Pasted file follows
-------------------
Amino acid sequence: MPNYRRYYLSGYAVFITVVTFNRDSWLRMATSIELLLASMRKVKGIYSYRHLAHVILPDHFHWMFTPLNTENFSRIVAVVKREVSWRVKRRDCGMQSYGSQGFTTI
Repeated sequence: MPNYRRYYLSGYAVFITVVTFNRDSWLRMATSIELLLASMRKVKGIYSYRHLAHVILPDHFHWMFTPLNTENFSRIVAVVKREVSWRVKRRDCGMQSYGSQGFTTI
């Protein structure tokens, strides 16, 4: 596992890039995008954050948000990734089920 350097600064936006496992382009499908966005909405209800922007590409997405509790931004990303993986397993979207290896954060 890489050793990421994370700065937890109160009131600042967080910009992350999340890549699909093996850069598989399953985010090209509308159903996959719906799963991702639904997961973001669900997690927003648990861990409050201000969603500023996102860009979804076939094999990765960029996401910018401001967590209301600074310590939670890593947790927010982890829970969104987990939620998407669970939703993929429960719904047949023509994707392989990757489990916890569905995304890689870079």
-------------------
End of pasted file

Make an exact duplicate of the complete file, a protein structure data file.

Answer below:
Amino acid sequence: MPNYRRYYLSGYAVFITVVTFNRDSWLRMATSIELLLASMRKVKGIYSYRHLAHVILPDHFHWMFTPLNTENFSRIVAVVKREVSWRVKRRDCGMQSYGSQGFTTI
Repeated sequence: MPNYRRYYLSGYAVFITVVTFNRDSWLRMATSIELLLASMRKVKGIYSYRHLAHVILPDHFHWMFTPLNTENFSRIVAVVKREVSWRVKRRDCGMQSYGSQGFTTI
């Protein structure tokens, strides 16, 4: 596992890039995008954050948000990734089920 350097600064936006496992382009499908966005909405209800922007590409997405509790931004990303993986397993979207290896954060 890489050793990421994370700065937890109160009131600042967080910009992350999340890549699909093996850069598989399953985010090209509308159903996959719906799963991702639904997961973001669900997690927003648990861990409050201000969603500023996102860009979804076939094999990765960029996401910018401001967590209301600074310590939670890593947790927010982890829970969104987990939620998407669970939703993929429960719904047949023509994707392989990757489990916890569905995304890689870079």